Ohio State University

Trump Has Over A Hundred Court Vacancies to Fill; That’s No Accident by Drew Niccum @ The Ohio State University

When President Donald Trump was inaugurated on January 20, 2017, he inherited a Supreme Court nomination from President Barack Obama after the Senate refused to vote on the nomination of Merrick Garland. Three months later, the Senate confirmed Neil Gorsuch as Trump’s pick to succeed the late conservative Justice Antonin Scalia. While the tactics employed by the Republican Senate majority to block Judge Garland’s nomination were unprecedented in the field of Supreme Court nominees, they have become commonplace for lesser judicial nominations. Not only did President Trump inherit a Supreme Court pick, but he inherited an unprecedented¬†103 judicial vacancies, nearly double what President Obama inherited from President George W. Bush. This was the result of years of the Senate and its Judiciary Committee blocking nominations made by President Obama. While this in no way violated the law or the Constitution, this can be viewed as an attempt by the Republican Party, using the powers granted to the Senate by the Constitution, to obstruct its Democratic opponents and increase its power over the federal judiciary. These actions are reprehensible but they are part of a process of political brinksmanship that has persisted between the parties for the last few decades.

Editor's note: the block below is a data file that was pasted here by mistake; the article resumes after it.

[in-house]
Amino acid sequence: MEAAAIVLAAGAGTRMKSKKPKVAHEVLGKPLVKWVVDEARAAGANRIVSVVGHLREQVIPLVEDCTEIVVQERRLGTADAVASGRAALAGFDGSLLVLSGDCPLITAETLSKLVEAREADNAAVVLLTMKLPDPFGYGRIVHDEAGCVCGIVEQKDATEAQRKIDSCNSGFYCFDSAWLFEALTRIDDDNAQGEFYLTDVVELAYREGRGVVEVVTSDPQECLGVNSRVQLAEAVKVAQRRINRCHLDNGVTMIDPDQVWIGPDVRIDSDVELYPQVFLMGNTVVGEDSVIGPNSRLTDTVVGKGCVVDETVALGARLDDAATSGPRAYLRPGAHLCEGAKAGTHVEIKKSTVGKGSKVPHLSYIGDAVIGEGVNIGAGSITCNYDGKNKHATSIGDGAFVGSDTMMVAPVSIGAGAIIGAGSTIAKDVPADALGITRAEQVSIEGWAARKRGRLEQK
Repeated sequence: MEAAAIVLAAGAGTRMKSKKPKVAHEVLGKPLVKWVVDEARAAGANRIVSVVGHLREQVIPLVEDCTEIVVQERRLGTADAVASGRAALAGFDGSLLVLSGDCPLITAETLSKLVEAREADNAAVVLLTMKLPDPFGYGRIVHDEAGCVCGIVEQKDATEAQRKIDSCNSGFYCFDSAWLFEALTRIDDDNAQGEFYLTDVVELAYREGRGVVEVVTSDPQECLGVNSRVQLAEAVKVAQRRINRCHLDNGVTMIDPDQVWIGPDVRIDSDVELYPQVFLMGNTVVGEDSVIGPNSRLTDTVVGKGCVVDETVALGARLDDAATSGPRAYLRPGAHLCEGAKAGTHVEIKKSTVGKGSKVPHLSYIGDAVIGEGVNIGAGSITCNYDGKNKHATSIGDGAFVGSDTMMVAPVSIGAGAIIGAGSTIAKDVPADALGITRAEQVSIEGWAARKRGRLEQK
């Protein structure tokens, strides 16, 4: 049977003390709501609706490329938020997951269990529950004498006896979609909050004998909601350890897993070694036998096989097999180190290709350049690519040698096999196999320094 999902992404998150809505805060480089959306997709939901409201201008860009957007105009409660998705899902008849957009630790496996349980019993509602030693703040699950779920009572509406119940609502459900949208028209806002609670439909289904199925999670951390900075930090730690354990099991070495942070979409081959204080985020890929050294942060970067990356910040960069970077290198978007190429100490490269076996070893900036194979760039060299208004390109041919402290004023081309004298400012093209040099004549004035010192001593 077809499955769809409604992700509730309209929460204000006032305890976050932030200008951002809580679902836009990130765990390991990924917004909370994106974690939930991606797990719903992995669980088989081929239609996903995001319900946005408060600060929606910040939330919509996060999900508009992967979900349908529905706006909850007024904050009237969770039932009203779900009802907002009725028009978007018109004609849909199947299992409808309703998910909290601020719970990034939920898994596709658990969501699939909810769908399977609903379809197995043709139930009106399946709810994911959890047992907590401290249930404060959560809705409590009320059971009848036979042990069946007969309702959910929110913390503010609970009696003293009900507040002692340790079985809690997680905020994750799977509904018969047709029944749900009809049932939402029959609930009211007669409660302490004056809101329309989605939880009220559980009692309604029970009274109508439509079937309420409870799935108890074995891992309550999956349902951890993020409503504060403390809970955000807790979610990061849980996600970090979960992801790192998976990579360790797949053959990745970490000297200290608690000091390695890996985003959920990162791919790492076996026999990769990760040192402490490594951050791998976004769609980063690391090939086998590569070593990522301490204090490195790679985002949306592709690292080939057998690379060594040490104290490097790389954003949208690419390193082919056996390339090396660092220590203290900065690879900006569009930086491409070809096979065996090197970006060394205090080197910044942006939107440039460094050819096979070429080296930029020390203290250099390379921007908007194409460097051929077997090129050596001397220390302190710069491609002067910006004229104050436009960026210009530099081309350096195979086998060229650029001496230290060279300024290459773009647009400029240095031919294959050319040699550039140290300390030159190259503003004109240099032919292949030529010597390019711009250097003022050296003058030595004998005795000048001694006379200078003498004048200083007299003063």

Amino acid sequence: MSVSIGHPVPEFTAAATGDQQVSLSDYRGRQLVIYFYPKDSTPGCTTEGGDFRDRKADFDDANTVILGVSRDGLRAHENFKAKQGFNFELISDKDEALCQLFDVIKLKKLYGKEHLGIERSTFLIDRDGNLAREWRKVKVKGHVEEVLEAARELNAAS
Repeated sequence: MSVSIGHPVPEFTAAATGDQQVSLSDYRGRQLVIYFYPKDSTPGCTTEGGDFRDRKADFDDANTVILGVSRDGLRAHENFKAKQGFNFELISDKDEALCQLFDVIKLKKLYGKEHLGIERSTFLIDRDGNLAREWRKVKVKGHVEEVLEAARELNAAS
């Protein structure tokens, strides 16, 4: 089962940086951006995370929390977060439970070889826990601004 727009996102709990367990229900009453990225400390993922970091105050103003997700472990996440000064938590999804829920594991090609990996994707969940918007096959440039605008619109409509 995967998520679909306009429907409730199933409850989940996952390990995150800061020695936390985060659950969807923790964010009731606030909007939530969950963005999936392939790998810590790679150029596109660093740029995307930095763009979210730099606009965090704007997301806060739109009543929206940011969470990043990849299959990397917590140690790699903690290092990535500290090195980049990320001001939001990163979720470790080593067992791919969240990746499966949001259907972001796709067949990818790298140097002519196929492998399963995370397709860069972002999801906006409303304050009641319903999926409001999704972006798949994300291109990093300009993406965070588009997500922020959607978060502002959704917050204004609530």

As of February 23, 2018, there was a total of 147 judicial vacancies that can be appointed by the president out of 890 total judicial positions. A majority of the vacancies date from 2013 to 2016, almost the entirety of President Obama’s second term. Republicans took control of the Senate in the 2014 midterm elections and essentially put a halt on all Obama nominees until the end of his term. This was capped with the unprecedented blocking of even hearings for Judge Garland, a position backed using the so-called Biden Rule. This rule was a position stated by Joe Biden during a speech in the Senate in 1992 that no federal judicial nominees should be taken up during an election year. This was based on the idea that a president’s term was ending and that the people should get a say in who is nominated by voting ¬†in the presidential election. But this so-called rule could also be used in the hopes that your party wins the next election and is then able to fill the seat. Regardless of this rule, senators still had the power of the filibuster which could be used to block any nominee. But in 2013, the Democratic majority in the Senate removed the filibuster for non-Supreme Court judicial and executive appointments, meaning nominees only needed 51 votes to be confirmed. This was done following the blocking of multiple Obama nominees by the Republicans, who were in the minority at the time. And in 2017, the rule change was applied to Supreme Court nominations as well. Now the minority party has essentially no power or ability to block executive nominees and a party that controls the Senate but not the presidency can just sit and wait for the next election.